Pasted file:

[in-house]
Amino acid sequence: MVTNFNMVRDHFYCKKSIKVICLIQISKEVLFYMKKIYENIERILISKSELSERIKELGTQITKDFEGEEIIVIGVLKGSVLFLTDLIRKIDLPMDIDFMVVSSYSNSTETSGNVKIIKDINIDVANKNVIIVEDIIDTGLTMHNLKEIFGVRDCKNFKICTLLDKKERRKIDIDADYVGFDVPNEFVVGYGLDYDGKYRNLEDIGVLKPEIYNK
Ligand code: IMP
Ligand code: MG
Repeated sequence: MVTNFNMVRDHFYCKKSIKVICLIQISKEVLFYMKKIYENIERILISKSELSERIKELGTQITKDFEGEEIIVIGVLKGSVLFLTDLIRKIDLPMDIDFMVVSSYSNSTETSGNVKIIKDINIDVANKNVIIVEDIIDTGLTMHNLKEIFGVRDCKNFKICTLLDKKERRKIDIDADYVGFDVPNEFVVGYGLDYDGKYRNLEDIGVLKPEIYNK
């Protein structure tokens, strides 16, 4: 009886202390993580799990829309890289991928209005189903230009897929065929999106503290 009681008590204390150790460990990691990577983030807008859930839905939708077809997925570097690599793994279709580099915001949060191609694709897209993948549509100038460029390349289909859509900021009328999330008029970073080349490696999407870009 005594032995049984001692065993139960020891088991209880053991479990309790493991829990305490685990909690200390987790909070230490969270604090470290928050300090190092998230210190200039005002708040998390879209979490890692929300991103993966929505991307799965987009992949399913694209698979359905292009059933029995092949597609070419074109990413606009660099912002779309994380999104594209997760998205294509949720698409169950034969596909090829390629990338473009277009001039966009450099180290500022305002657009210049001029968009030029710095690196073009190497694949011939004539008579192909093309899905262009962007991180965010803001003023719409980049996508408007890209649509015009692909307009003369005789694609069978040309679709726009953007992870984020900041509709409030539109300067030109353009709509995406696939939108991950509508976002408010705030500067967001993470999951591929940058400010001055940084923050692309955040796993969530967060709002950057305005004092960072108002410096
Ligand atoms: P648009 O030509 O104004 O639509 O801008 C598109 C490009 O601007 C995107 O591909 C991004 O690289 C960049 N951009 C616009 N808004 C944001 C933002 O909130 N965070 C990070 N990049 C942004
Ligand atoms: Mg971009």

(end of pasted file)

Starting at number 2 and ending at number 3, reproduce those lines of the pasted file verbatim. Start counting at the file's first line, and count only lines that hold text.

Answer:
Amino acid sequence: MVTNFNMVRDHFYCKKSIKVICLIQISKEVLFYMKKIYENIERILISKSELSERIKELGTQITKDFEGEEIIVIGVLKGSVLFLTDLIRKIDLPMDIDFMVVSSYSNSTETSGNVKIIKDINIDVANKNVIIVEDIIDTGLTMHNLKEIFGVRDCKNFKICTLLDKKERRKIDIDADYVGFDVPNEFVVGYGLDYDGKYRNLEDIGVLKPEIYNK
Ligand code: IMP